Transit Advocate: More is Needed to Make Germantown Road Safer
In light of the recent death of Germantown teen, Action Committee for Transit board member says speed cameras, signs and ‘culture change’ could help improve pedestrian safety
The vice president of a Montgomery County-based transit advocacy group says speed cameras and a change in “driver culture” were needed to improve pedestrian safety on Germantown Road, where a teen pedestrian was fatally struck by a car.
"Lots of people say she was killed because she was careless—if she had waited for the walk signal, crossed in the cross walk and watched out for traffic, she would still be alive,” said Miriam Schoenbaum, who was speaking during a meeting of the Action Council for Transit on Tuesday in Silver Spring.
“She was killed because our society believes the convenience of drivers is more important than the lives of pedestrians," Schoenbaum said.
Germantown Road (MD 118) is a state-owned roadway that sweeps past Germantown Town Center, where increased development has boosted foot and automobile traffic.
On the morning of Oct. 31, Christina Morris-Ward was attempting to cross Germantown Road near Wisteria drive on her way to Seneca Valley High School. But she was struck by a car travelling north on a green signal.
Schoenbaum said she thinks a speed camera on the northbound portion of Germantown Road, before Wisteria Drive, would help improve pedestrian safety. She said she’d also like to see more “watch for pedestrian” signs.
It's unclear whether speed was a factor in the Oct. 31 crash. The driver was not charged in the incident, according to police.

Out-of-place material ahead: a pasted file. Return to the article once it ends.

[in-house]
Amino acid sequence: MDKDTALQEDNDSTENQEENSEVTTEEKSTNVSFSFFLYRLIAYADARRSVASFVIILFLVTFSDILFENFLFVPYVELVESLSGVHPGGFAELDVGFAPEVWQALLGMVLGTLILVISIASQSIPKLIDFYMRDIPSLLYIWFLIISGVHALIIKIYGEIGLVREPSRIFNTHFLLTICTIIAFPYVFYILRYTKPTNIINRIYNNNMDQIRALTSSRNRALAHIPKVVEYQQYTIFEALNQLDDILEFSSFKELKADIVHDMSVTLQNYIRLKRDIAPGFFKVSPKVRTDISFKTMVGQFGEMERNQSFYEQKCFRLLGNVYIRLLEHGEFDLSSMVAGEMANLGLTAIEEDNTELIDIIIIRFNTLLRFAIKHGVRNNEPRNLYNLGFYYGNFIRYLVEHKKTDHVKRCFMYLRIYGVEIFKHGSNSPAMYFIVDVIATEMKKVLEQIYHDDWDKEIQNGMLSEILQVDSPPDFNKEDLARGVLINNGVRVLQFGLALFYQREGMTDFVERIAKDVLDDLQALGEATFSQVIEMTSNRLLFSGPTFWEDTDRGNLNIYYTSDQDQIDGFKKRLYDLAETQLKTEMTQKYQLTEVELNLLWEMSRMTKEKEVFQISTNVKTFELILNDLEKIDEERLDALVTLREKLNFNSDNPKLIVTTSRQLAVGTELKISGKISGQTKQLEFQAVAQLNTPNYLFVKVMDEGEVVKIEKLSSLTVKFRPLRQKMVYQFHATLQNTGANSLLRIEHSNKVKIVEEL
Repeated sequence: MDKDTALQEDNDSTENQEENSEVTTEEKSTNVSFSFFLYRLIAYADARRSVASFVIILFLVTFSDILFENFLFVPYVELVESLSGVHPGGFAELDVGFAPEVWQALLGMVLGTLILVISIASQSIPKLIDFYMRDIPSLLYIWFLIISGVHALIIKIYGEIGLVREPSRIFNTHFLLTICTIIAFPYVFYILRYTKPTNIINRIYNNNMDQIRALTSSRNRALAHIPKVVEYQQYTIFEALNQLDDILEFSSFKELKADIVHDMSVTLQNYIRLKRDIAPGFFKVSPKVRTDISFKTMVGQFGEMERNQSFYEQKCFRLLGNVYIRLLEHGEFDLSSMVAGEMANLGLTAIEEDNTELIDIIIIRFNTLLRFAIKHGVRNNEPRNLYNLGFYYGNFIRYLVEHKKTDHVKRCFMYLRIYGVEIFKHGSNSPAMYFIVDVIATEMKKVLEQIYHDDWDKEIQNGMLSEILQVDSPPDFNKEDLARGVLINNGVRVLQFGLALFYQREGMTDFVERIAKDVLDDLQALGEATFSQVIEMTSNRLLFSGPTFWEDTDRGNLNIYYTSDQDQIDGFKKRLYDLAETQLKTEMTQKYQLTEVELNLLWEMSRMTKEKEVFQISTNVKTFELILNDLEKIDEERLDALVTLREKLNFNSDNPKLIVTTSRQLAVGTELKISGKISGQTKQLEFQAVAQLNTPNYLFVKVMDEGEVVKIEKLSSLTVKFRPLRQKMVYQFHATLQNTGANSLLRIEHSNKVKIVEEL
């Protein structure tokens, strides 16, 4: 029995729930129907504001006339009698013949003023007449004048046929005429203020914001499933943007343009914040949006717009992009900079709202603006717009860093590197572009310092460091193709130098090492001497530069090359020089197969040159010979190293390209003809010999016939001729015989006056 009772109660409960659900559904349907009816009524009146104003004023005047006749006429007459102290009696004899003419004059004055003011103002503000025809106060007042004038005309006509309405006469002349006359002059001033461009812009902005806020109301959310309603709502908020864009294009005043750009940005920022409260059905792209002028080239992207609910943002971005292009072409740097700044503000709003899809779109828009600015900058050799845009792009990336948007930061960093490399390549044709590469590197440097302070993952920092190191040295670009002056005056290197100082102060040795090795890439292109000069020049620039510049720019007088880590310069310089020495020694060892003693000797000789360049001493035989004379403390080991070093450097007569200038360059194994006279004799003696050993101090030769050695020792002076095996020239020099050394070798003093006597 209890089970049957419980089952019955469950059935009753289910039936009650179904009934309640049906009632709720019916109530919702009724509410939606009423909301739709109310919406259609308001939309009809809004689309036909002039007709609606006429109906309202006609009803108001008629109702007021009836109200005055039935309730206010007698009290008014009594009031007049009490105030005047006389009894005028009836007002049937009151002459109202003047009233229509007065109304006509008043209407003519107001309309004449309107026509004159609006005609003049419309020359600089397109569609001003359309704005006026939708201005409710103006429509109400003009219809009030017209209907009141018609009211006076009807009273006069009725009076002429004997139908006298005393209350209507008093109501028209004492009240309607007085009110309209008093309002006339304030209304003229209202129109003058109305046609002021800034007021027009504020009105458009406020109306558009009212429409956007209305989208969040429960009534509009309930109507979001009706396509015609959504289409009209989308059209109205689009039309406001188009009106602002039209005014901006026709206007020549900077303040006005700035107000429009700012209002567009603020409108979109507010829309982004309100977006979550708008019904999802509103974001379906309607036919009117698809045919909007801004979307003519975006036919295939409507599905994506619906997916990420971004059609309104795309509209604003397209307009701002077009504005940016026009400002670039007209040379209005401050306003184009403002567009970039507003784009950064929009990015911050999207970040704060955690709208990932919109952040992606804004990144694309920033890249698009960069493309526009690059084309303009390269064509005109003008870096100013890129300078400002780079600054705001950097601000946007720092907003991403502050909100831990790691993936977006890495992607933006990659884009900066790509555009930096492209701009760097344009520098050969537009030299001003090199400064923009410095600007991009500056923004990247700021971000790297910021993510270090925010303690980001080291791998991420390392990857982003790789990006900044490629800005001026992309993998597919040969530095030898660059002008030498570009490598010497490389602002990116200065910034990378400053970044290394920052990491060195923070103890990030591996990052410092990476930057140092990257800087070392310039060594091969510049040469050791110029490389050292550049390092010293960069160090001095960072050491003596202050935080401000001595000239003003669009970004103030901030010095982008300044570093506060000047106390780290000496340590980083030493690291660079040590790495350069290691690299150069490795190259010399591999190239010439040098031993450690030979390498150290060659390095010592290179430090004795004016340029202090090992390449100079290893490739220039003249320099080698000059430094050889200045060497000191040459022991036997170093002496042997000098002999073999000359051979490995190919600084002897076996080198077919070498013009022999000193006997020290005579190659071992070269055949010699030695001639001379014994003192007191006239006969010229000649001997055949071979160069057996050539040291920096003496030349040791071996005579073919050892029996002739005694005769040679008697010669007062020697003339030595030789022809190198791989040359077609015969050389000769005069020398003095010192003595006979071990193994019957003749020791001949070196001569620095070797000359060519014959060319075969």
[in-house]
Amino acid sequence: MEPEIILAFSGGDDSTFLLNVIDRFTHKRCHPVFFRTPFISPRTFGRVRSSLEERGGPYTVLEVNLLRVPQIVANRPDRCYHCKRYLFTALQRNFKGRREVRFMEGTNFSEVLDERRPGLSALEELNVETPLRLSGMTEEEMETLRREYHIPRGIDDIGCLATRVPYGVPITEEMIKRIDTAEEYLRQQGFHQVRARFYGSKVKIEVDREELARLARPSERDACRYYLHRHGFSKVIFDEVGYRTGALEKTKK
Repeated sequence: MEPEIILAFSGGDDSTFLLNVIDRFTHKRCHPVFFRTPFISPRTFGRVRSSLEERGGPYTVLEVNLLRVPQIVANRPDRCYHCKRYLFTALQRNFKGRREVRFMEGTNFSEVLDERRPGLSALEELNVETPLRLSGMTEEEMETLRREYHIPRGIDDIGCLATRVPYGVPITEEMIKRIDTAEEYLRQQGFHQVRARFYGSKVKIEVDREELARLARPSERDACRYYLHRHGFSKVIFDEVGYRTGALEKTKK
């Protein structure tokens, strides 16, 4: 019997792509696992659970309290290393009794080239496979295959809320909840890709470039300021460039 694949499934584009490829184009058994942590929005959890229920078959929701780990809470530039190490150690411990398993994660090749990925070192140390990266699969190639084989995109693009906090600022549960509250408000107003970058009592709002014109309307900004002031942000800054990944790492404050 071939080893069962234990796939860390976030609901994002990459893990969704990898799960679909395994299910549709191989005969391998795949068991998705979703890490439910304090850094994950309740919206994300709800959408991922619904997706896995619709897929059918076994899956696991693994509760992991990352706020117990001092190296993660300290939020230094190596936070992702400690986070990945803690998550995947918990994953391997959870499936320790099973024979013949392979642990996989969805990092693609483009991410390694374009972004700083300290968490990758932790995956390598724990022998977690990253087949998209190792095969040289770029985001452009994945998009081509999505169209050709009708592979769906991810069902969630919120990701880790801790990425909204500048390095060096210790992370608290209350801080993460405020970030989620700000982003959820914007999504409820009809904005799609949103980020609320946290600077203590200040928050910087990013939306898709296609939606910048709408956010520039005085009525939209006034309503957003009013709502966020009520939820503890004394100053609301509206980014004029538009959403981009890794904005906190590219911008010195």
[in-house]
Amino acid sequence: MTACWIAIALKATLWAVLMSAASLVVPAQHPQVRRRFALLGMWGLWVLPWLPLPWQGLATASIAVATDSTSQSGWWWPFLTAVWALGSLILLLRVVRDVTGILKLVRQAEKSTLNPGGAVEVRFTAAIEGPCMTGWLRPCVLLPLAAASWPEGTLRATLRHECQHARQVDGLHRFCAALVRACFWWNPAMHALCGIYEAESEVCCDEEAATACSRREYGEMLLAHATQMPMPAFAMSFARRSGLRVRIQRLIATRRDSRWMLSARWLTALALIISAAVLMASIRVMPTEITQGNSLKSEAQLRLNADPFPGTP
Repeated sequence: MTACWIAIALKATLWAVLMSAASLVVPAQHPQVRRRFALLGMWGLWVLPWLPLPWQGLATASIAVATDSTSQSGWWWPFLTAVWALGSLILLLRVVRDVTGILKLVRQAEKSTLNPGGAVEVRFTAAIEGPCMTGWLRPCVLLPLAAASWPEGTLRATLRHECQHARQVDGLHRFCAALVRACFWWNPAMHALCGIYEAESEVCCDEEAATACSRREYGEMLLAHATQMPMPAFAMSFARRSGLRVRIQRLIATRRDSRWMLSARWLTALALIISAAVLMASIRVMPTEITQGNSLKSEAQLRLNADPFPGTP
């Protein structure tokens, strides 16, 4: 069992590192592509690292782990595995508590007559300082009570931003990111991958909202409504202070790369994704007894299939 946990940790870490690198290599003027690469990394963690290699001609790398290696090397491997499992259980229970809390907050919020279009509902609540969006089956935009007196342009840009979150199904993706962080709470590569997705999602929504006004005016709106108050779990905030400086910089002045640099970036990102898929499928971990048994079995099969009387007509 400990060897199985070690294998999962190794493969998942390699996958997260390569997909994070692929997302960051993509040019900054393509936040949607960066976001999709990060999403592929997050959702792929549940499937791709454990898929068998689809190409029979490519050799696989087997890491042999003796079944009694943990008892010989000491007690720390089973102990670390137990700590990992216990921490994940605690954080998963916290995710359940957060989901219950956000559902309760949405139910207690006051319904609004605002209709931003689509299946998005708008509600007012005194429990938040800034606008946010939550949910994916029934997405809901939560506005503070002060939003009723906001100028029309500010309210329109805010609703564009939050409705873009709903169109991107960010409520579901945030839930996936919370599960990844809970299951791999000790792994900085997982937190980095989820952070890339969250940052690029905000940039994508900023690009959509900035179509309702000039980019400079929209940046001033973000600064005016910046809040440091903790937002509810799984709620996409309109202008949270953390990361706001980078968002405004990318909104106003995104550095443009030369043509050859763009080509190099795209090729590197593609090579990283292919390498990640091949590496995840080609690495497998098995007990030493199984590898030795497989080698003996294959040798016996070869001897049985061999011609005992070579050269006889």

The State Highway Administration notes that the speed limit on Germantown Road was recently reduced from 50 to 40 miles per hour between Father Hurley Bulevard and Aircraft Drive. The speed reduction was spurred, in part, by a crash involving a Northwest High School graduate who was killed after his vehicle collided with a trash hauler at Germatnown and Middlebrook roads.
The intersection where Morris-Ward was struck is marked by crosswalks and count-down pedestrian signals that were installed in 2011, SHA spokesman David Buck told Patch.
Schoenbaum said this alone wasn’t enough to improve safety for people on foot since most people are used to experiencing that intersection from behind the driver’s seat, making them less sympathetic to pedestrians who get hit.
For one, the distance between Middlebrook and Wisteria Drive were nearly a fifth of a mile, a quick distance to cover if you’re in the car but a tempting reason to cut mid block if you're on foot.
"It's the culture we need to change,” she said. “Not pedestrians.”